Author Topic: Logic Puzzles  (Read 23281 times)

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Offline alfonz1986

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Logic Puzzles
« on: July 16, 2011, 03:34:55 pm »
Ok, so theres two lemmings sitting in a boat in a lake. One of the lemmings manages to resist the urge of jumping out of the boat, but the other lemming isn't so lucky and walks over the edge into the water and drowns  :sick: His carcass sinks straight to the bottom. What will happen to the overall water level of the lake?
Will it

(a) Rise
(b) Fall
(c) Stay the same


Write your answers on a postcard, and give a little reasoning as to why you think its the right answer  8)



Offline Simon

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Re: Logic Puzzles
« Reply #1 on: July 17, 2011, 06:40:37 am »
Hmm, I might answer it as nobody else wants to, despite knowing it beforehand; it's a popular physics puzzle.

Answer is that the level falls (or stays the same in a corner case). The reasoning is as follows. If he's in the boat, his weight displaces water (putting this water above the regular level) equal to his weight (pressure), whereas if he's in the lake, he displaces water equal to his volume. The water amount equalling his weight is more than his volume; if it were not, he wouldn't have drowned, but floated.

The corner case happens with exact same densities, in which case inertia from falling would have made him drown.

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Offline alfonz1986

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Re: Logic Puzzles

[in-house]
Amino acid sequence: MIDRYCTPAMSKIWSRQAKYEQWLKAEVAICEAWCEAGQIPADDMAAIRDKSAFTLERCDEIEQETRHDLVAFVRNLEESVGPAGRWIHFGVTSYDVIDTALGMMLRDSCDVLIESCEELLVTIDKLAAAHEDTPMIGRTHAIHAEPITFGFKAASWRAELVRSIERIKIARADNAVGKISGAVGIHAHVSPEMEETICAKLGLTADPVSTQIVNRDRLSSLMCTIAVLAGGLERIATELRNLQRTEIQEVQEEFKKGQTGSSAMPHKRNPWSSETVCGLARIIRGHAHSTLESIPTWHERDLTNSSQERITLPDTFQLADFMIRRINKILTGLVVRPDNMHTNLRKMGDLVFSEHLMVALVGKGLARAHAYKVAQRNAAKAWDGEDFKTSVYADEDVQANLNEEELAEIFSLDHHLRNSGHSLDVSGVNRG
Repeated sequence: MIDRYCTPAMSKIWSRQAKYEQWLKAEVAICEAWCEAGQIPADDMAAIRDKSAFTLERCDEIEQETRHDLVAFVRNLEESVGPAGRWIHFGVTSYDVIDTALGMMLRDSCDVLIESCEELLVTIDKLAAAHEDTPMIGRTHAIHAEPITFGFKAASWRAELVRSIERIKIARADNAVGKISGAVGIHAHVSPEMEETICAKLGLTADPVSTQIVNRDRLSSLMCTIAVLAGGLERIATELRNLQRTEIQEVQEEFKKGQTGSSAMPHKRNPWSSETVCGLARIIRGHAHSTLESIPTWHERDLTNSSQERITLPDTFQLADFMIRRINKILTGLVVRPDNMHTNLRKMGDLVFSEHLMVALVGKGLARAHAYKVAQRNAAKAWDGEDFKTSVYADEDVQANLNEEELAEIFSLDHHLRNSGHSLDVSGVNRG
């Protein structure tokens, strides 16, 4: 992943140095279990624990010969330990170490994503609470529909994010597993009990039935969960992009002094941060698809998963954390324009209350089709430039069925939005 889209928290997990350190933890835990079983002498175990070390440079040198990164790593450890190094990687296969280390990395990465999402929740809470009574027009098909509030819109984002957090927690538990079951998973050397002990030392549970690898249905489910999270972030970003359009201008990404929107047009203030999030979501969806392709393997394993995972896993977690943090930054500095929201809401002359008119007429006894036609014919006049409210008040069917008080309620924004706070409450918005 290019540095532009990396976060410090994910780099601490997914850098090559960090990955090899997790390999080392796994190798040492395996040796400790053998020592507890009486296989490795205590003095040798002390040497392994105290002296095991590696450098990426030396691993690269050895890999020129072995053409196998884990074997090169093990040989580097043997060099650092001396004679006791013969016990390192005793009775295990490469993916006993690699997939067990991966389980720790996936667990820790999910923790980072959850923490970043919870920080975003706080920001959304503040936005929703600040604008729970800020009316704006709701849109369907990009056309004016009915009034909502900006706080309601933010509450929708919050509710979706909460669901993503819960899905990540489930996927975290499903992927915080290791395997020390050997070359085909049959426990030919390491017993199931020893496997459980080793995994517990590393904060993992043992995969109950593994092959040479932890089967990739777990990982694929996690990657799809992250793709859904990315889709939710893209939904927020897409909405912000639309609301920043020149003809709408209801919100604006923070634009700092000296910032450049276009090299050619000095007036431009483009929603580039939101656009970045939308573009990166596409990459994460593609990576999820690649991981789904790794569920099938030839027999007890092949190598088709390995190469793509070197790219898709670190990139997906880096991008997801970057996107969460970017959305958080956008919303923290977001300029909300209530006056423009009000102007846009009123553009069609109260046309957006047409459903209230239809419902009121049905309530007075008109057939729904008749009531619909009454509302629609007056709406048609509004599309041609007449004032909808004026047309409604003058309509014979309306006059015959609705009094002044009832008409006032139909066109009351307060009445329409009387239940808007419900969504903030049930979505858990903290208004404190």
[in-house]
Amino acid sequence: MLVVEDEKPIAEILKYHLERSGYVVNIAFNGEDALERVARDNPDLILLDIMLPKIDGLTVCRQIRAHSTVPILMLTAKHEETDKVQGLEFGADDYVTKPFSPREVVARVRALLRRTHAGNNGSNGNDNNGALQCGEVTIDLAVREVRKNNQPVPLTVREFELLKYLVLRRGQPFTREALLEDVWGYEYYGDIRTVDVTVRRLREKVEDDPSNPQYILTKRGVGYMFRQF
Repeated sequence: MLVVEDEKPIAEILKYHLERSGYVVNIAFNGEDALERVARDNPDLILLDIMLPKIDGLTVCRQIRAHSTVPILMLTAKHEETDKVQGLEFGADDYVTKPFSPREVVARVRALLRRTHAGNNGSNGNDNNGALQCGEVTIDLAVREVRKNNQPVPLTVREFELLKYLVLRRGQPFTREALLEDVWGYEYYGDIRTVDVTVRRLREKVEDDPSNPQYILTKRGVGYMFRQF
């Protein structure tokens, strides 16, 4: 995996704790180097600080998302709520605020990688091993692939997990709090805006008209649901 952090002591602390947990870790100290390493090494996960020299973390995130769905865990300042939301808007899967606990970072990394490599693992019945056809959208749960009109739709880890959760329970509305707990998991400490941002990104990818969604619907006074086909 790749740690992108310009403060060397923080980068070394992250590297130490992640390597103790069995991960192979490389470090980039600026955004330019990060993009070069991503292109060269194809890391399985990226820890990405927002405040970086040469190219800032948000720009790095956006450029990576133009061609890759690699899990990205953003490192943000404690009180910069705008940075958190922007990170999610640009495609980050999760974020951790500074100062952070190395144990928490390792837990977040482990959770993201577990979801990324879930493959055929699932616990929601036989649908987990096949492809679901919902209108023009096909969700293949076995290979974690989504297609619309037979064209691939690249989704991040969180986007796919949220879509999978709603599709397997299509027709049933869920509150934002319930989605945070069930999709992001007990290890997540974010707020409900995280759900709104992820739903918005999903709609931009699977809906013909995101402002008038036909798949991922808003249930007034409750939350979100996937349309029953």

« Reply #2 on: July 17, 2011, 02:38:45 pm »
I'm not sure what u mean by the 'corner case'

Offline chaos_defrost

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Re: Logic Puzzles
« Reply #3 on: July 17, 2011, 07:04:44 pm »
I'm not sure what u mean by the 'corner case'

I think he means when the density is the same as water -- the lemming then sinks because he has downwards force from gravity.
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Offline alfonz1986

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Re: Logic Puzzles
« Reply #4 on: July 17, 2011, 07:35:31 pm »
Thats not the case, if the lemmings density was equal to the waters, the lemming would be 'neutrally buoyant' and would neither sink or float. Remember gravity is acting on the lemmings and the water.

Offline finlay

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Re: Logic Puzzles
« Reply #5 on: July 17, 2011, 09:06:31 pm »
But he's just either walked or jumped into the lake, and that force isn't gonna go nowhere, so he'll continue falling through the same-density water until he receives a different force from somewhere.

Offline ccexplore

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Re: Logic Puzzles
« Reply #6 on: July 18, 2011, 12:31:03 am »
Finlay and Simon is right I think.  Neutrally buoyant just means the force of gravity cancels the force of buoyancy, but to stop the falling you still need a net upward force to slow down the downward velocity you've already gained from gravity alone before you hit the water.  As Simon said, this is inertia from falling.

So unless the lemming is so careful in entering the water that he has no downward velocity when he hits the water, he will continue going downwards until he is able to have an upward force exerted on himself to change his velocity from down to up.  For example, once he hits the bottom he could push against the floor to create an upward force on himself, and then he would be able to get back up on the surface.  But if he's a true lemming he would not know to do anything ;P, and therefore would've stayed under water.